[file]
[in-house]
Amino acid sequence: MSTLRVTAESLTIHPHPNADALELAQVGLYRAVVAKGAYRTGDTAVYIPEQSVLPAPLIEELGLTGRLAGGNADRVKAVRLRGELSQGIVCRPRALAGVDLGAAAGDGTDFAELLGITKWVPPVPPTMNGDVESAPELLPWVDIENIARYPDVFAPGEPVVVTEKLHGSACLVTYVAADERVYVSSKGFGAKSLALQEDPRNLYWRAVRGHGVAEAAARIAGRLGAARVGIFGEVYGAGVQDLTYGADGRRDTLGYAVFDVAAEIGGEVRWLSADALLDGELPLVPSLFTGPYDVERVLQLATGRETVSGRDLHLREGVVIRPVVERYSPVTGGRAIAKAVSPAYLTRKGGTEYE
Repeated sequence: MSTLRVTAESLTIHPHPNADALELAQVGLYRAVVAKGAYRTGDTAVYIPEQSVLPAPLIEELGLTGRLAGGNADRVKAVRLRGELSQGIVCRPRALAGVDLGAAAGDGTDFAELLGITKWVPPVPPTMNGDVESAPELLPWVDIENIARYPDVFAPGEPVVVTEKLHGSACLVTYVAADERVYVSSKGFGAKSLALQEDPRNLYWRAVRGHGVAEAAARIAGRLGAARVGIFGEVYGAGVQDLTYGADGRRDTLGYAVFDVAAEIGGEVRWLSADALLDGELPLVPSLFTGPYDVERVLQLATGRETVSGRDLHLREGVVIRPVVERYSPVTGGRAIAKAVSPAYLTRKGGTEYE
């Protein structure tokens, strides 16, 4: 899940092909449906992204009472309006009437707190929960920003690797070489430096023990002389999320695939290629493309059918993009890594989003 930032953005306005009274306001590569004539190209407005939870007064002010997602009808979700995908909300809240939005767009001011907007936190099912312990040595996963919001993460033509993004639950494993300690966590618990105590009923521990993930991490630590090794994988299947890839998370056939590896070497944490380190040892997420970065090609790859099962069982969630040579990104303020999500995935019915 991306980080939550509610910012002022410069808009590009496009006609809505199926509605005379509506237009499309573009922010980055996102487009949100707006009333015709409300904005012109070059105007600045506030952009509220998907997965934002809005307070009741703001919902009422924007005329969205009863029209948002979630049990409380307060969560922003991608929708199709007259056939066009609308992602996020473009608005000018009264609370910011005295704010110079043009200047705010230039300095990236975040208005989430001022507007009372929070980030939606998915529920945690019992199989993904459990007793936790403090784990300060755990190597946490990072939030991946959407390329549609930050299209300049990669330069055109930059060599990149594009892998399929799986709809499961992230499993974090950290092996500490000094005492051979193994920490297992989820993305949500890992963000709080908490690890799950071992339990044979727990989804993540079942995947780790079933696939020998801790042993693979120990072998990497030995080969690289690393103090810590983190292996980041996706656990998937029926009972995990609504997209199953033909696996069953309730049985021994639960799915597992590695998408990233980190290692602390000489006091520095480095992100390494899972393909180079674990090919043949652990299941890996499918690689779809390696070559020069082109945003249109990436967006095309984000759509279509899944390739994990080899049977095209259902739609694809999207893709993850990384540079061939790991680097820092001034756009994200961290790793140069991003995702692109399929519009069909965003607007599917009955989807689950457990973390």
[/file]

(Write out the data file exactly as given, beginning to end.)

[in-house]
Amino acid sequence: MSTLRVTAESLTIHPHPNADALELAQVGLYRAVVAKGAYRTGDTAVYIPEQSVLPAPLIEELGLTGRLAGGNADRVKAVRLRGELSQGIVCRPRALAGVDLGAAAGDGTDFAELLGITKWVPPVPPTMNGDVESAPELLPWVDIENIARYPDVFAPGEPVVVTEKLHGSACLVTYVAADERVYVSSKGFGAKSLALQEDPRNLYWRAVRGHGVAEAAARIAGRLGAARVGIFGEVYGAGVQDLTYGADGRRDTLGYAVFDVAAEIGGEVRWLSADALLDGELPLVPSLFTGPYDVERVLQLATGRETVSGRDLHLREGVVIRPVVERYSPVTGGRAIAKAVSPAYLTRKGGTEYE
Repeated sequence: MSTLRVTAESLTIHPHPNADALELAQVGLYRAVVAKGAYRTGDTAVYIPEQSVLPAPLIEELGLTGRLAGGNADRVKAVRLRGELSQGIVCRPRALAGVDLGAAAGDGTDFAELLGITKWVPPVPPTMNGDVESAPELLPWVDIENIARYPDVFAPGEPVVVTEKLHGSACLVTYVAADERVYVSSKGFGAKSLALQEDPRNLYWRAVRGHGVAEAAARIAGRLGAARVGIFGEVYGAGVQDLTYGADGRRDTLGYAVFDVAAEIGGEVRWLSADALLDGELPLVPSLFTGPYDVERVLQLATGRETVSGRDLHLREGVVIRPVVERYSPVTGGRAIAKAVSPAYLTRKGGTEYE
């Protein structure tokens, strides 16, 4: 899940092909449906992204009472309006009437707190929960920003690797070489430096023990002389999320695939290629493309059918993009890594989003 930032953005306005009274306001590569004539190209407005939870007064002010997602009808979700995908909300809240939005767009001011907007936190099912312990040595996963919001993460033509993004639950494993300690966590618990105590009923521990993930991490630590090794994988299947890839998370056939590896070497944490380190040892997420970065090609790859099962069982969630040579990104303020999500995935019915 991306980080939550509610910012002022410069808009590009496009006609809505199926509605005379509506237009499309573009922010980055996102487009949100707006009333015709409300904005012109070059105007600045506030952009509220998907997965934002809005307070009741703001919902009422924007005329969205009863029209948002979630049990409380307060969560922003991608929708199709007259056939066009609308992602996020473009608005000018009264609370910011005295704010110079043009200047705010230039300095990236975040208005989430001022507007009372929070980030939606998915529920945690019992199989993904459990007793936790403090784990300060755990190597946490990072939030991946959407390329549609930050299209300049990669330069055109930059060599990149594009892998399929799986709809499961992230499993974090950290092996500490000094005492051979193994920490297992989820993305949500890992963000709080908490690890799950071992339990044979727990989804993540079942995947780790079933696939020998801790042993693979120990072998990497030995080969690289690393103090810590983190292996980041996706656990998937029926009972995990609504997209199953033909696996069953309730049985021994639960799915597992590695998408990233980190290692602390000489006091520095480095992100390494899972393909180079674990090919043949652990299941890996499918690689779809390696070559020069082109945003249109990436967006095309984000759509279509899944390739994990080899049977095209259902739609694809999207893709993850990384540079061939790991680097820092001034756009994200961290790793140069991003995702692109399929519009069909965003607007599917009955989807689950457990973390």